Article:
A very athletic robot

Two Japanese companies have unveiled last week several programmable consumer robots able to perform acrobatic moves and gymnastics. One of these robots, simply named RB2000, is 11.5 inches tall (around 30 centimeters), weighs about 2.5 pounds (or slightly more than a kilogram), but can really do lots of tricks. It should be available by December.

According to Robots Dreams, two Japanese companies, JR Robotics and Vstone, have unveiled last week several programmable consumer robots able to perform acrobatic moves and gymnastics. One of these robots, simply named RB2000, is 11.5 inches tall (around 30 centimeters), weighs about 2.5 pounds (or slightly more than a kilogram), but can really do lots of tricks. It should be available by December -- at least in Japan -- for a price to be announced. But read more...

Here is the introduction of the Robots Dreams post.

JR Robotics (Japan Remote Control Co.,Ltd), in collaboration with VStone, just introduced several new humanoid robot configurations and were demonstrating what the new robots were capable of at the All Japan PlaModel/RadiCon Show in Chiba this week.

RB2000 robot standingLet's start with some images of this very active robot. First, here is a picture of the RB2000 when it's not busy rolling or jumping. (Credit: Vstone Co., Ltd. on this page)

As wrote another blog, Trends in Japan, in this note, "The new RB 2000 will be cheaper than the RB1000, is 11.5 inches tall, weighs about 2.5 lbs, and has thirteen moveable joints. It can move forward, backward, and side to side, along with being highly expandable with gyro sensors, gamepad control, USB ports, and voice commands. In addition to lots of acrobatics, ninja moves, and ball kicking, the RB2000 can balance remarkably well and swing on a crossbar!"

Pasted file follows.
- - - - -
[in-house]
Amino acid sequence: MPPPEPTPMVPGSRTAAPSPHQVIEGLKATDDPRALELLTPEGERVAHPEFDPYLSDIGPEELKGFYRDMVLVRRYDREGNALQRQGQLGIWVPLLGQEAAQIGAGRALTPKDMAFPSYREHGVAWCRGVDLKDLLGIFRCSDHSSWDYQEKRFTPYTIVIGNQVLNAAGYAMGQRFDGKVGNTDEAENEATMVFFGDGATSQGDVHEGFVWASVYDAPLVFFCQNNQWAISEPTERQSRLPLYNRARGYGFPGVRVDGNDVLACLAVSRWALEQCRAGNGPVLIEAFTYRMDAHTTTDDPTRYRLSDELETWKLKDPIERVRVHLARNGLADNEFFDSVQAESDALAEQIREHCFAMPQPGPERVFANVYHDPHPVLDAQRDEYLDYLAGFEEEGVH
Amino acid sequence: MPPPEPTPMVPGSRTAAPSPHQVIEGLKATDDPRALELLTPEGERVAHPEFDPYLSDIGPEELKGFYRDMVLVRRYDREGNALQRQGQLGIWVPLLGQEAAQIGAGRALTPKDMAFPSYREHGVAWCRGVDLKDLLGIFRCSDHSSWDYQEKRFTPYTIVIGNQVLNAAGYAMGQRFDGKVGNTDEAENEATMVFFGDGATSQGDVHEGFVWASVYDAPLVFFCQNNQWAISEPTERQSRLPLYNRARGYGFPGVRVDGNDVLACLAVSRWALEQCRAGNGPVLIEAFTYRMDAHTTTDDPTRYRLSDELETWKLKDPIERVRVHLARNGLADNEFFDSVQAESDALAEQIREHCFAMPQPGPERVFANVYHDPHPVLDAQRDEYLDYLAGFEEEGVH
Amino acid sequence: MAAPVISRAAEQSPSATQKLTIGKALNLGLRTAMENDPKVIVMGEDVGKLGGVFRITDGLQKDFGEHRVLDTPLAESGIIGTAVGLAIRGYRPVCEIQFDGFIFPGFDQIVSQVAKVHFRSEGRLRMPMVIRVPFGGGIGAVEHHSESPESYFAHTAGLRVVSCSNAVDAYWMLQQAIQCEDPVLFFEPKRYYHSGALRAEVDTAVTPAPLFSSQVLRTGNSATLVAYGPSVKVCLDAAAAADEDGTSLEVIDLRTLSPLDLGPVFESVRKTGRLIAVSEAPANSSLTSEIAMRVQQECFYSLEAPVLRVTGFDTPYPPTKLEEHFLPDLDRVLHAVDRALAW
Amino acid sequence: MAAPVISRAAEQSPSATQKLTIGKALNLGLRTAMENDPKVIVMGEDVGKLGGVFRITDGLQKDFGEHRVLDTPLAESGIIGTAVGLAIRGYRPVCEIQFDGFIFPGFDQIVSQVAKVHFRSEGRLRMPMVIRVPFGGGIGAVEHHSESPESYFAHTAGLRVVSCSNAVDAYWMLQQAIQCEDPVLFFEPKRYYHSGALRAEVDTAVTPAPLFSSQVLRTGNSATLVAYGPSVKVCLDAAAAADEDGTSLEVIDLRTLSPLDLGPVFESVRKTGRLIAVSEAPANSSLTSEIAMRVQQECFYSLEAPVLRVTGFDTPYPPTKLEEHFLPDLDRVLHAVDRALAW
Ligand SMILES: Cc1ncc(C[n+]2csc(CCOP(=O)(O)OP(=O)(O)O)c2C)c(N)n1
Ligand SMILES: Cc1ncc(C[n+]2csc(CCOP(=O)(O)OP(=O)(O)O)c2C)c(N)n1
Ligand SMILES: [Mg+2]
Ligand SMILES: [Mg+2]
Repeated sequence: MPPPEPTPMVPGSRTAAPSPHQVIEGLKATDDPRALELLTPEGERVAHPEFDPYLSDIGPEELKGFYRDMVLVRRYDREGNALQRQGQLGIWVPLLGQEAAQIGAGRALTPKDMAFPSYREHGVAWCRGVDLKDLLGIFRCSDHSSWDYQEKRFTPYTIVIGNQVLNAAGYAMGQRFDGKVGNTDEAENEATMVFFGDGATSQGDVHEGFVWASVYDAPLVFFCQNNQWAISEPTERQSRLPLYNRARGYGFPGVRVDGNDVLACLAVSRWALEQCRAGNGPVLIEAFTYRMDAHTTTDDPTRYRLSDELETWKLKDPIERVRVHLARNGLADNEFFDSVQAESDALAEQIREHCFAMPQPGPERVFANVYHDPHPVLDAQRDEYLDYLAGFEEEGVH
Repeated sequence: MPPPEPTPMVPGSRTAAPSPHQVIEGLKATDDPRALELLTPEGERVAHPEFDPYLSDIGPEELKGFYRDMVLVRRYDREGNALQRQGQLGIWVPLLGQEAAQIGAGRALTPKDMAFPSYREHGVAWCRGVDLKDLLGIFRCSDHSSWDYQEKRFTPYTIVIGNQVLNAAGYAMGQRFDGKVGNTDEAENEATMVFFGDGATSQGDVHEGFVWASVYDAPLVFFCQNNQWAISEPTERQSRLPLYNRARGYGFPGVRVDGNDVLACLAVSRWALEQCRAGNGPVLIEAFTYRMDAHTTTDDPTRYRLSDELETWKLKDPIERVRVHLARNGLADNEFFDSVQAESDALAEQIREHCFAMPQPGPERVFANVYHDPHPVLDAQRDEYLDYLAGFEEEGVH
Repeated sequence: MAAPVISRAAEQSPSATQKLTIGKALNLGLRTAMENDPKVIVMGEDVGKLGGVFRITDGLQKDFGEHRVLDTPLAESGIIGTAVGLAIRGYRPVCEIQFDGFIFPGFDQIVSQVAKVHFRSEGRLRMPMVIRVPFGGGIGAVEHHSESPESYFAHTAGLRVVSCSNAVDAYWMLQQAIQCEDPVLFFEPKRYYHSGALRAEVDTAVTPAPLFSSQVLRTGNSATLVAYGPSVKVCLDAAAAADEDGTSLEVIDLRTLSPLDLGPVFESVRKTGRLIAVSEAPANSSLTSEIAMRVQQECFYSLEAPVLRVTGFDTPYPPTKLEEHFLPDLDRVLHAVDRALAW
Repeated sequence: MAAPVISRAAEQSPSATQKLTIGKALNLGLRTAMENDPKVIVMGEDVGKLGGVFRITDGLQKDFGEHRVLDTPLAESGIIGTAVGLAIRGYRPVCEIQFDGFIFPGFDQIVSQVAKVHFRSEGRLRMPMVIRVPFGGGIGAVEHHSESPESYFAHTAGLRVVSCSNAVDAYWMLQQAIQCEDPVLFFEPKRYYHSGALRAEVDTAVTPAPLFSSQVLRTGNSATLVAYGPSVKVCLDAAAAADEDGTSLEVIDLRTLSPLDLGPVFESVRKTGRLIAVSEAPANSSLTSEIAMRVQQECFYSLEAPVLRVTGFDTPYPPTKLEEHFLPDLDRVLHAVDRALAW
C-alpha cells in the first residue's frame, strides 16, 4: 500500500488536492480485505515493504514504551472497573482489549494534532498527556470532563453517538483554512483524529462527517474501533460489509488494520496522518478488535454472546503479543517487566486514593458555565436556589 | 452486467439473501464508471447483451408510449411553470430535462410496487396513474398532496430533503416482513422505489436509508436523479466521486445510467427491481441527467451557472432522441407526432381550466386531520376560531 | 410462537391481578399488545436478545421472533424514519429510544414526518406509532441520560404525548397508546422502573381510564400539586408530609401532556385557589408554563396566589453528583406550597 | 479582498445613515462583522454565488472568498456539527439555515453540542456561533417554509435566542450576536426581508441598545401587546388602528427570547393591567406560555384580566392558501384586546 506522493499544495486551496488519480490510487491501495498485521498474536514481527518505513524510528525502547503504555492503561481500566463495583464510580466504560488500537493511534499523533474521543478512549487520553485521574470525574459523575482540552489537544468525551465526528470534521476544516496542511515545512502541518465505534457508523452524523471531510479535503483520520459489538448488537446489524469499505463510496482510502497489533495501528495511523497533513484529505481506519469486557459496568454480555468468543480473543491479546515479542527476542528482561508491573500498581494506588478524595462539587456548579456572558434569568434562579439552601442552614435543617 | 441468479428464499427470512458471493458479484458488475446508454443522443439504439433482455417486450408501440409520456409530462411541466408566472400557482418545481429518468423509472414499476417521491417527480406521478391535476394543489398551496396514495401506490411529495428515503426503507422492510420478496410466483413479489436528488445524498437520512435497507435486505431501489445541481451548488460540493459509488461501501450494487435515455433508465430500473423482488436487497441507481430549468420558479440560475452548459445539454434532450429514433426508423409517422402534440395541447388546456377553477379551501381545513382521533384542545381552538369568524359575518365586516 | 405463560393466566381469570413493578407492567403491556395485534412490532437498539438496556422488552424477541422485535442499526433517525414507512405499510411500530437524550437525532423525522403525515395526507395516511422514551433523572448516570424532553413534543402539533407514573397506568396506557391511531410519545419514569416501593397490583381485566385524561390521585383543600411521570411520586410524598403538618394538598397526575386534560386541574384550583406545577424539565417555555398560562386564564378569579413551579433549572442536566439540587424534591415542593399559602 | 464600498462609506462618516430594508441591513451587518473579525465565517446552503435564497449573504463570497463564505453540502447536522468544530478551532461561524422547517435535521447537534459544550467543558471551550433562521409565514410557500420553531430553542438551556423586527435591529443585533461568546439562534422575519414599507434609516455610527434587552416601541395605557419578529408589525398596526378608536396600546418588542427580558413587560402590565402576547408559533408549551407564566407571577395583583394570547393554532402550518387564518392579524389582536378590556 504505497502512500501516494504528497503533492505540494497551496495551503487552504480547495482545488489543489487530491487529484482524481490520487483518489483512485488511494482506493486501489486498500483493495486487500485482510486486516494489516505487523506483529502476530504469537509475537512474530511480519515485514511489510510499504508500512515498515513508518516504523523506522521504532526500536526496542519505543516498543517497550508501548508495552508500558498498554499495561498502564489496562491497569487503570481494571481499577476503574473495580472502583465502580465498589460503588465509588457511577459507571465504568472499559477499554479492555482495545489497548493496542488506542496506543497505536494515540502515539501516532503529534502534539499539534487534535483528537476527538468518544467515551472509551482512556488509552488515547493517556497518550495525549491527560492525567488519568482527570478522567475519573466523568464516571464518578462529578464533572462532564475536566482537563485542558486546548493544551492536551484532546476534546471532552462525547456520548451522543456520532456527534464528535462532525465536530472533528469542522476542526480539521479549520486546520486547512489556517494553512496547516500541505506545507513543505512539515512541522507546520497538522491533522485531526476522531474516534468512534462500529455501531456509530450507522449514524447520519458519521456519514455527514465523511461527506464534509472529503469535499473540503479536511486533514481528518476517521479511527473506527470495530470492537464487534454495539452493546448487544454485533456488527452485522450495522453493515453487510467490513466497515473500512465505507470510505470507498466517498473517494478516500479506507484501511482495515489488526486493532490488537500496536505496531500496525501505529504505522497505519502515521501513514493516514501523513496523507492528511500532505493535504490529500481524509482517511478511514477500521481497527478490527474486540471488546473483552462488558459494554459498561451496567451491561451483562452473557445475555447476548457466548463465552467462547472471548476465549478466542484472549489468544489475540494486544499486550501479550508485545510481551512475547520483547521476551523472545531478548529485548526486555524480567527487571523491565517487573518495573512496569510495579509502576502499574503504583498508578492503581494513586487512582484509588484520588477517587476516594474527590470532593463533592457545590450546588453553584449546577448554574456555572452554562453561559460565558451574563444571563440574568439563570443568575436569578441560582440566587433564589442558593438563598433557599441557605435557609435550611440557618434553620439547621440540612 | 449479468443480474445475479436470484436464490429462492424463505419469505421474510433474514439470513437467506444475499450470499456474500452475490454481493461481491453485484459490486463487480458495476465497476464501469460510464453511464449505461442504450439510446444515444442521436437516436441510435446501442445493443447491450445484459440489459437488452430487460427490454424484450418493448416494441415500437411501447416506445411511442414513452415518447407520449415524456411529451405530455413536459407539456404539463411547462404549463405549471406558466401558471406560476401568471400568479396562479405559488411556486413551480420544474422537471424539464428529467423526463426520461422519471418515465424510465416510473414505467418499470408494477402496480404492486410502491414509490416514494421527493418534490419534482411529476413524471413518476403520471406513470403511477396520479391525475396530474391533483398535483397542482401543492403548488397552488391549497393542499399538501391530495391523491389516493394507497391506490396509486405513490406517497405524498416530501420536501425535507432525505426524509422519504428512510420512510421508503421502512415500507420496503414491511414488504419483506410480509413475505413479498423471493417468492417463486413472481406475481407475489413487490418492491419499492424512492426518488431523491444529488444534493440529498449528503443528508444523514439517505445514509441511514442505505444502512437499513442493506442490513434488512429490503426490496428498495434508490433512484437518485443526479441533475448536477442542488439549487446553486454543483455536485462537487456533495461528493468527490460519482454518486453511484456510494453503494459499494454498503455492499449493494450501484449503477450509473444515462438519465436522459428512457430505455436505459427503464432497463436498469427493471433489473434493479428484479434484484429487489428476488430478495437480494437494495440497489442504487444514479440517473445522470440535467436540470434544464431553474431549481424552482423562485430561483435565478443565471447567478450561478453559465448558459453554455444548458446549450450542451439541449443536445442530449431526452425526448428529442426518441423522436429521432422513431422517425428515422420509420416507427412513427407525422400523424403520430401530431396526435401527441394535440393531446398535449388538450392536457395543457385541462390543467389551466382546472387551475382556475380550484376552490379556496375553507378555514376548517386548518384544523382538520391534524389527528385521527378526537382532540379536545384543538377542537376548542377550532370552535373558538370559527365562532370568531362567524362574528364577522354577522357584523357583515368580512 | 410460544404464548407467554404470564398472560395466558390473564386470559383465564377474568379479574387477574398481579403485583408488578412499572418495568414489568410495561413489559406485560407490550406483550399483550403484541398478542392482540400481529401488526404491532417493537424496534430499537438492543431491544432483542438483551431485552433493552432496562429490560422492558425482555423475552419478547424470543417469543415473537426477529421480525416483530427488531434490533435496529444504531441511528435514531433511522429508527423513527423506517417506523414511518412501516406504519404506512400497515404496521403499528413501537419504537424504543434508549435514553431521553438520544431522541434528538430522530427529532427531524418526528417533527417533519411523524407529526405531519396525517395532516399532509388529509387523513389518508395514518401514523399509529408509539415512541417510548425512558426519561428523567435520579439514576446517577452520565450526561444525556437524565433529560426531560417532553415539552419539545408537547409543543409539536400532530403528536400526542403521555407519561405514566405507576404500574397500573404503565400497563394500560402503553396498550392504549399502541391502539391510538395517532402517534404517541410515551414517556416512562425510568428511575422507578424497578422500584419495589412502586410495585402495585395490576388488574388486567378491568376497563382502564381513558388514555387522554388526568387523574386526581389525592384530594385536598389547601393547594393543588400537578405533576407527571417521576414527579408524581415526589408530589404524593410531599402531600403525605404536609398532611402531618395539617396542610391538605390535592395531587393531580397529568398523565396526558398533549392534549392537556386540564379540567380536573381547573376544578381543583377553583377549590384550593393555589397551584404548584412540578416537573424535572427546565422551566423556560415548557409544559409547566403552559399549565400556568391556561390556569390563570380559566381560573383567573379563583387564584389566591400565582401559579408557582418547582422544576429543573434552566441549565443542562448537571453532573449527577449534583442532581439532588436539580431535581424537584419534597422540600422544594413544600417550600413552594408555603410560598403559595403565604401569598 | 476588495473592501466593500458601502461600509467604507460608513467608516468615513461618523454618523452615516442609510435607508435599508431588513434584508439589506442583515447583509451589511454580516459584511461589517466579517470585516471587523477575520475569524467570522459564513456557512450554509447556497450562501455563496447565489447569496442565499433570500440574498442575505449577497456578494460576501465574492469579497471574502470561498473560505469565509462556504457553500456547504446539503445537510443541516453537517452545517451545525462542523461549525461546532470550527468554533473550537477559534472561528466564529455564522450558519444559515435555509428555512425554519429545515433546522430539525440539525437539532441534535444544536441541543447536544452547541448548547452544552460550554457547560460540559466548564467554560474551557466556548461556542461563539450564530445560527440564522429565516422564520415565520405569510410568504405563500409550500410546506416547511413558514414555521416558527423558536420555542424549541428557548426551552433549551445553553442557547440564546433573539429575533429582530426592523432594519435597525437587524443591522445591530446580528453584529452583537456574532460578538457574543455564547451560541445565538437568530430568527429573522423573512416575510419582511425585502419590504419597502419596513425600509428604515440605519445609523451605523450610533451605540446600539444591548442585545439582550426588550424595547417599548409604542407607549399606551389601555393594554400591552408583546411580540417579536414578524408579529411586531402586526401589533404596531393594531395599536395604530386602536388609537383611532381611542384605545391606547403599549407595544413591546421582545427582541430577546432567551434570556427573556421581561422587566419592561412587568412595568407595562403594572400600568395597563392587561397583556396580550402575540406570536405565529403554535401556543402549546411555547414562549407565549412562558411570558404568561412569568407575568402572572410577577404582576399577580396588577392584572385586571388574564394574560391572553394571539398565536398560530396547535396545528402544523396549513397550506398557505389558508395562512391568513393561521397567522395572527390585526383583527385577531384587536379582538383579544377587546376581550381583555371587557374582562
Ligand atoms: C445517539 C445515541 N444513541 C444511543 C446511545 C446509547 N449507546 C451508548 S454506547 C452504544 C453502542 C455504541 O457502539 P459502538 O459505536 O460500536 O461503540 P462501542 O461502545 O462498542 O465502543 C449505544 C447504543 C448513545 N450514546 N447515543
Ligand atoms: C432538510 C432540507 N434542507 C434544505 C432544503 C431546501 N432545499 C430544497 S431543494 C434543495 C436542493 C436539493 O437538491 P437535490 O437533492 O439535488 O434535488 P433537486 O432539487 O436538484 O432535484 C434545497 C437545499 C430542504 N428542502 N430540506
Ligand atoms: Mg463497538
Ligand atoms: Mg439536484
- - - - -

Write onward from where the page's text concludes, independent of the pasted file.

Below are some pictures of the RB2000 exercising at the bar. (Credit: Vstone Co., Ltd. at the bottom of this page)

RB2000 robot exercising

This looks really impressive, but Robots Dreams saw the robot performing last week and is not totally convinced.

The demonstrations that [JR Robotics] specifically put together to show off the new robots, include doing gymnastics on a bar -- pull-ups and giant spins. Unfortunately, since the robot doesn't have any hands, the bar was passed through openings in the robots arms -- so it's impossible to fall off. It does, however, demonstrate the considerable torque available from the JR servos used in the arms.

Even with these concerns, the videos available from both Robots Dreams and Trends in Japan are impressive. Watching this small robot rolling is pretty fun: a perfect fit for a cloudy Sunday!

Sources: Lem Fugitt, Robots Dreams blog, October 20, 2006; Michael Keferl, Trends in Japan, a CScout Japan blog, October 17, 2006; and various websites

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